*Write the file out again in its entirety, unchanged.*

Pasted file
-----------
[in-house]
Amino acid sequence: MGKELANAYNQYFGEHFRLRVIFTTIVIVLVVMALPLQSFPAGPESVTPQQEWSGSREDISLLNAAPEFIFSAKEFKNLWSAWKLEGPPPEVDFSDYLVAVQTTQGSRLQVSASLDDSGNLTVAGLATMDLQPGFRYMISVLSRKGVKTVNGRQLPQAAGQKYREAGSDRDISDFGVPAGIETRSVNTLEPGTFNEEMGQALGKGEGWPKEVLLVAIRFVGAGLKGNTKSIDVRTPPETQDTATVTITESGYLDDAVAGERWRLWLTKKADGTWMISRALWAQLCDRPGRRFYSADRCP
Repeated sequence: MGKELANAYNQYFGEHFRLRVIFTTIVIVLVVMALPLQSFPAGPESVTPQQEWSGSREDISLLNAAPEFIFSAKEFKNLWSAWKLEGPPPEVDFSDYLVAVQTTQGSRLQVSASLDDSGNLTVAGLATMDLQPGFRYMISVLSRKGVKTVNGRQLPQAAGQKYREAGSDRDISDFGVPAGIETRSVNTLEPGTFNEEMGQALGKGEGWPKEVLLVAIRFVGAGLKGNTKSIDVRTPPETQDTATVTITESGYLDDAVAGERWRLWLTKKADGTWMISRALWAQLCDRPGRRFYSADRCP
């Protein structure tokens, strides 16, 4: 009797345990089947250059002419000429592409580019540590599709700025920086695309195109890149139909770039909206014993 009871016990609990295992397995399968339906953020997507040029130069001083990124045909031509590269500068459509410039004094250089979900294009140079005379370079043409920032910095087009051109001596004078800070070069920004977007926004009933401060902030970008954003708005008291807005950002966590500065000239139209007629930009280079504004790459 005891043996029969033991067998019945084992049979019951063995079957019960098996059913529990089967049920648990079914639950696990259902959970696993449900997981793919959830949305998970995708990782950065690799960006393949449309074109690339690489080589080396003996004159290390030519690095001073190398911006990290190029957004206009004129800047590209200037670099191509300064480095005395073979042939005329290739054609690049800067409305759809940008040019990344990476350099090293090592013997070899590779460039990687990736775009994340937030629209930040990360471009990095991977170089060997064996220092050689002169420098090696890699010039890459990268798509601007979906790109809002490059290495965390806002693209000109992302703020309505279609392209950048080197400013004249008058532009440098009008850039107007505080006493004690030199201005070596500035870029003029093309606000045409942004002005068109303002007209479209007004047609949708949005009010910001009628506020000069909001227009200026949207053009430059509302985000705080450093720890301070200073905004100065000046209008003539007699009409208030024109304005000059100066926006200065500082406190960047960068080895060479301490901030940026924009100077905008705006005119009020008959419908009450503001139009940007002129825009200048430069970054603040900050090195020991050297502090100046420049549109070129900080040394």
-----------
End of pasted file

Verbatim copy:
[in-house]
Amino acid sequence: MGKELANAYNQYFGEHFRLRVIFTTIVIVLVVMALPLQSFPAGPESVTPQQEWSGSREDISLLNAAPEFIFSAKEFKNLWSAWKLEGPPPEVDFSDYLVAVQTTQGSRLQVSASLDDSGNLTVAGLATMDLQPGFRYMISVLSRKGVKTVNGRQLPQAAGQKYREAGSDRDISDFGVPAGIETRSVNTLEPGTFNEEMGQALGKGEGWPKEVLLVAIRFVGAGLKGNTKSIDVRTPPETQDTATVTITESGYLDDAVAGERWRLWLTKKADGTWMISRALWAQLCDRPGRRFYSADRCP
Repeated sequence: MGKELANAYNQYFGEHFRLRVIFTTIVIVLVVMALPLQSFPAGPESVTPQQEWSGSREDISLLNAAPEFIFSAKEFKNLWSAWKLEGPPPEVDFSDYLVAVQTTQGSRLQVSASLDDSGNLTVAGLATMDLQPGFRYMISVLSRKGVKTVNGRQLPQAAGQKYREAGSDRDISDFGVPAGIETRSVNTLEPGTFNEEMGQALGKGEGWPKEVLLVAIRFVGAGLKGNTKSIDVRTPPETQDTATVTITESGYLDDAVAGERWRLWLTKKADGTWMISRALWAQLCDRPGRRFYSADRCP
């Protein structure tokens, strides 16, 4: 009797345990089947250059002419000429592409580019540590599709700025920086695309195109890149139909770039909206014993 009871016990609990295992397995399968339906953020997507040029130069001083990124045909031509590269500068459509410039004094250089979900294009140079005379370079043409920032910095087009051109001596004078800070070069920004977007926004009933401060902030970008954003708005008291807005950002966590500065000239139209007629930009280079504004790459 005891043996029969033991067998019945084992049979019951063995079957019960098996059913529990089967049920648990079914639950696990259902959970696993449900997981793919959830949305998970995708990782950065690799960006393949449309074109690339690489080589080396003996004159290390030519690095001073190398911006990290190029957004206009004129800047590209200037670099191509300064480095005395073979042939005329290739054609690049800067409305759809940008040019990344990476350099090293090592013997070899590779460039990687990736775009994340937030629209930040990360471009990095991977170089060997064996220092050689002169420098090696890699010039890459990268798509601007979906790109809002490059290495965390806002693209000109992302703020309505279609392209950048080197400013004249008058532009440098009008850039107007505080006493004690030199201005070596500035870029003029093309606000045409942004002005068109303002007209479209007004047609949708949005009010910001009628506020000069909001227009200026949207053009430059509302985000705080450093720890301070200073905004100065000046209008003539007699009409208030024109304005000059100066926006200065500082406190960047960068080895060479301490901030940026924009100077905008705006005119009020008959419908009450503001139009940007002129825009200048430069970054603040900050090195020991050297502090100046420049549109070129900080040394």